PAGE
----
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Regulatory Issues

In 2006, the Nigerian Communications Commission (NCC) awarded four new “unified” telecommunications licences allowing recipients to offer mobile and fixed telephony, Internet, broadband, very-small-aperture terminal (VSAT) and long-distance services anywhere in the country, thus effectively ending the five-year exclusivity period enjoyed by the existing four mobile operators.[1]

On the governance front, Nigeria's first national Internet exchange (Nigeria Internet Exchange Point or NIXP)[2] is now under dispute. Interstella Communication Limited, a telecoms company, has asked a Federal High Court in Abuja, to void the NIXP on the grounds that the government gave it an Internet exchange licence, numbered IEX/001/04, dated August 24, 2004, that contained exclusive rights to, among others, construct and maintain Internet exchange switches and to exchange data traffic on behalf of Internet service providers.[3] Interstella had asked the court to order NCC to pay N10 billion damages for the alleged interference with its exclusive license.

Besides the decision, this case is interesting in revealing the complex business relations between NCC and the telecommunications companies, and how this has impinged on Nigeria’s efforts to wire the country. In its affidavit, Interstella alleged that since NIXP’s incorporation, Mr Chima Onyenkwere, Chairman of NIXP and the owner and CEO of Linkserve, has been providing Internet services through the exchange from his satellite hub in USA. This implies that the NIXP would not be able to reduce reliance on expensive international transit or to ensure faster access by channeling domestic traffic locally as it was meant to.

ICT incentives

There is apparently free entry for new participants in virtually the whole telecommunications sector, and Nigeria is open to any investment proposal that will reduce the cost of implementation and provide excellent service. Incentives[4] include:

Pioneer status for five years under the Industrial Development (Income Tax Relief) Act 1990 is offered to interested investors who want to set up plants to manufacture telecom equipment in the country.

To develop the rural areas where about 84 per cent of the population lives, Nigeria is encouraging telecommunications companies to devote 20 per cent of the network capacity they will develop to the rural areas.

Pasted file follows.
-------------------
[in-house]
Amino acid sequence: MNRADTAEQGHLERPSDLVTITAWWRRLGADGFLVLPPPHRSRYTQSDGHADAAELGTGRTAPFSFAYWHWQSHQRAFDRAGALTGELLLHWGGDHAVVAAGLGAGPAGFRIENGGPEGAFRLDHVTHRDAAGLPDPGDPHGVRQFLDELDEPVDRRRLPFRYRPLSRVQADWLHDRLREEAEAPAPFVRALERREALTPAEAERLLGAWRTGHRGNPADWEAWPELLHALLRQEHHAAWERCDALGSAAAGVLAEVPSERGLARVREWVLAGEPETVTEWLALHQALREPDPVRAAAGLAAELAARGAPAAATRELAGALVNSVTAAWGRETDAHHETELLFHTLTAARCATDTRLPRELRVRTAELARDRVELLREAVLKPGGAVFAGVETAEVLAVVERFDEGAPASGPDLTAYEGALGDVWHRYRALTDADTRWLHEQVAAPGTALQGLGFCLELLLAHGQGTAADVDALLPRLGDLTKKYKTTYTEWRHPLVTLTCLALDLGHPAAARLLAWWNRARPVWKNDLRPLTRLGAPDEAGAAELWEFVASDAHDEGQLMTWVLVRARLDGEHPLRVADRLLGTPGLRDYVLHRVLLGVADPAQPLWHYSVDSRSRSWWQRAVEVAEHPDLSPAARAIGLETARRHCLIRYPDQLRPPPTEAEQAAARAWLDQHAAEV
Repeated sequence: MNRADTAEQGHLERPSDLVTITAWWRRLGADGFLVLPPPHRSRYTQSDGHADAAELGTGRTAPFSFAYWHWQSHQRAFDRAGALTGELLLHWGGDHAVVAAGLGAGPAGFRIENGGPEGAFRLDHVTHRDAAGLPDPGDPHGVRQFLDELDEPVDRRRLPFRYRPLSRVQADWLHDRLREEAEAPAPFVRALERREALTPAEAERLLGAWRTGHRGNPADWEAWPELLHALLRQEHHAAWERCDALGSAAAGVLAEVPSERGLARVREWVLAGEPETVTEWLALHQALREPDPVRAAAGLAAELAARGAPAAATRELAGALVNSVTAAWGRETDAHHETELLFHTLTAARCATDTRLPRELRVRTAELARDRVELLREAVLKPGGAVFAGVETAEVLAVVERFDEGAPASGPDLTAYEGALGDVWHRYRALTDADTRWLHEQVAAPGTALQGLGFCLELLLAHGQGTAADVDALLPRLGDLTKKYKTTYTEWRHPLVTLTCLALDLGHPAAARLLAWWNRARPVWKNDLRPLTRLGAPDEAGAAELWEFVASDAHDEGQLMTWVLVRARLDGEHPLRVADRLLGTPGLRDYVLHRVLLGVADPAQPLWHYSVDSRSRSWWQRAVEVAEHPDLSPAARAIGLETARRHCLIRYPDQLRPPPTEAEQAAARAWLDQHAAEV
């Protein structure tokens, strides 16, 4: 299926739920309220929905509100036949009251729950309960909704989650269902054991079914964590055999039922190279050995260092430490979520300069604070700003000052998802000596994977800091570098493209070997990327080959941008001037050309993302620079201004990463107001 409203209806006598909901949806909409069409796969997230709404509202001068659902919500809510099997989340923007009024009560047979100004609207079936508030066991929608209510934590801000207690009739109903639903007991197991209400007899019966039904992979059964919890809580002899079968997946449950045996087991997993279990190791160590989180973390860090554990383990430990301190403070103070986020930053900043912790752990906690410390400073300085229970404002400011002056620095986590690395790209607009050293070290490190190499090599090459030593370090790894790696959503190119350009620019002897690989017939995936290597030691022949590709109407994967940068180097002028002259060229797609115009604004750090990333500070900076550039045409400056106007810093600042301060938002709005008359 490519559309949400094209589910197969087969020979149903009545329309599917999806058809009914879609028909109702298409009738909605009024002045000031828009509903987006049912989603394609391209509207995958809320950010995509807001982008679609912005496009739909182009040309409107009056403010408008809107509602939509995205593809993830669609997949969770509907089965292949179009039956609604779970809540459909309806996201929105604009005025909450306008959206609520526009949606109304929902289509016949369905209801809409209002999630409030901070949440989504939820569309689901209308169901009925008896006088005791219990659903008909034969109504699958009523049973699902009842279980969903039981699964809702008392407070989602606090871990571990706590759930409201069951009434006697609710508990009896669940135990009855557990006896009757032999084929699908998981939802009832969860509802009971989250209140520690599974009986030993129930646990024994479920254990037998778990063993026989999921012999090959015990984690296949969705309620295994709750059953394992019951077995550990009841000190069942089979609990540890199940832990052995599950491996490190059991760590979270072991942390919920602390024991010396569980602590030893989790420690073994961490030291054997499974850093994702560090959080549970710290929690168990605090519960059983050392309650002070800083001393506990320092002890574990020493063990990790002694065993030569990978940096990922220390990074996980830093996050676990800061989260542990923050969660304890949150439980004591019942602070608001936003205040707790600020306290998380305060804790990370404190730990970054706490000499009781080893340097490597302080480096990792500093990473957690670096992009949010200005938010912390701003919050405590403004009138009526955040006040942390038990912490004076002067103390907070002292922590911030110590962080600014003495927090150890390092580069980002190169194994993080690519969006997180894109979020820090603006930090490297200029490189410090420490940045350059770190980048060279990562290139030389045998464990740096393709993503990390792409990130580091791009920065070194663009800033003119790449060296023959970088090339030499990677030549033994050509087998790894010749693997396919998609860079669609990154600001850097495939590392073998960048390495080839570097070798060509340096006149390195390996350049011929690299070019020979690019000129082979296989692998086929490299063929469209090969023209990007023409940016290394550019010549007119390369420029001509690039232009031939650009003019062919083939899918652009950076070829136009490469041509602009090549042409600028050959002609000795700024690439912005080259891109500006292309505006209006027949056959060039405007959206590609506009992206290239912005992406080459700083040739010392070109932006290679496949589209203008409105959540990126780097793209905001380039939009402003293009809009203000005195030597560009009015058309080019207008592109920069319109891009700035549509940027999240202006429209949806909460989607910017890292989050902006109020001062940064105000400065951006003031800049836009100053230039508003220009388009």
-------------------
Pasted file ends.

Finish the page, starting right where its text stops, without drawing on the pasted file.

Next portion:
However, there are calls to review the incentives, especially in the areas of reduction of import duties on ICT equipment, tax incentives for ICT companies and for investment in ICT research, development and training efforts, local manufacture of telecommunications equipment and infrastructure to encourage investment in ICT, especially in the knowledge and creative areas.[5]

The Nitel question

The Nigerian Telecommunications Limited (NITEL), the previous sole national service provider, was finally acquired by Trans National Corporation Nigeria Plc (Transcorp) in August 2006 through a 75 per cent stake for US$750 million in a negotiated deal after four years and several attempts by the federal government to privatize the national ailing entity.[6] It was the result of a different strategy of "willing-seller-willing-buyer" adopted by the Bureau of Public Enterprises (BPE).[7] The process came under much criticism, including the transaction price, the capability of Transcorp to run Nitel,[8] the admission by the Chairman of Transcorp and Director-General of the Nigerian Stock Exchange, Dr Ndidi Onyiuke-Okereke, that former President Olusegun Obasanjo invested in Transcorp through Obasanjo Farms Ltd.[9]

However, this is not the end of the issue. NITEL still has a major chunk of the country’s telecommunications infrastructure (450,000 lines) that cannot be ignored. Its performance as a national operator, or telecom provider, has been assessed to be way below standard. For the many who depend on NITEL, improvements in performance and quality of service are key.[10]

Back to Nigeria

[1] Regulatory Watch, Economist Intelligence Unit, May 16-31 2006, Vol XV, No. 10
[2] NCC, ISPs Start Internet Exchange Points, This Day/All Africa Global Media via COMTEX, May 10 2006
[3] Funso Muraina, Telecom Firm Asks Court to Declare NIXP Illegal, This Day Online, November 5 2007
[4] Telecommunication Investment Opportunities: Investment Incentives in the Telecommunication Sector, Nigerian Investment Promotion Commission (NIPC), May 18 2007
[5] Jide Awe, Nigeria: Bridging the Infrastructure Divide, Jidaw.com, February 11 2007
[6] Plans to privatise Nitel was announced in July 1999, Balancing Act News Update, October 23 2007
[7] Events That Shaped ICT Industry in 2006, January 4 2007, All Africa, and Ajayi Olatunji Olowo, AAGM: Purchase of Nitel, Good Deal, October 3 2006, This Day (Nigeria), The Financial Times Limited, Asia Africa Intelligence Wire, Factiva
[8] An example of a critical commentary is by Reuben Abati entitled The Transcorp Story, The Guardian, July 8 2006
[9] Ben Agande & Habib Yakoob, AAGM: Obasanjo Has Interest in Transcorp - Okereke-Onyiuke, September 14 2006, Vanguard (Nigeria), The Financial Times Limited Asia Africa Intelligence Wire, Factiva
[10]Ibid. Jide Awe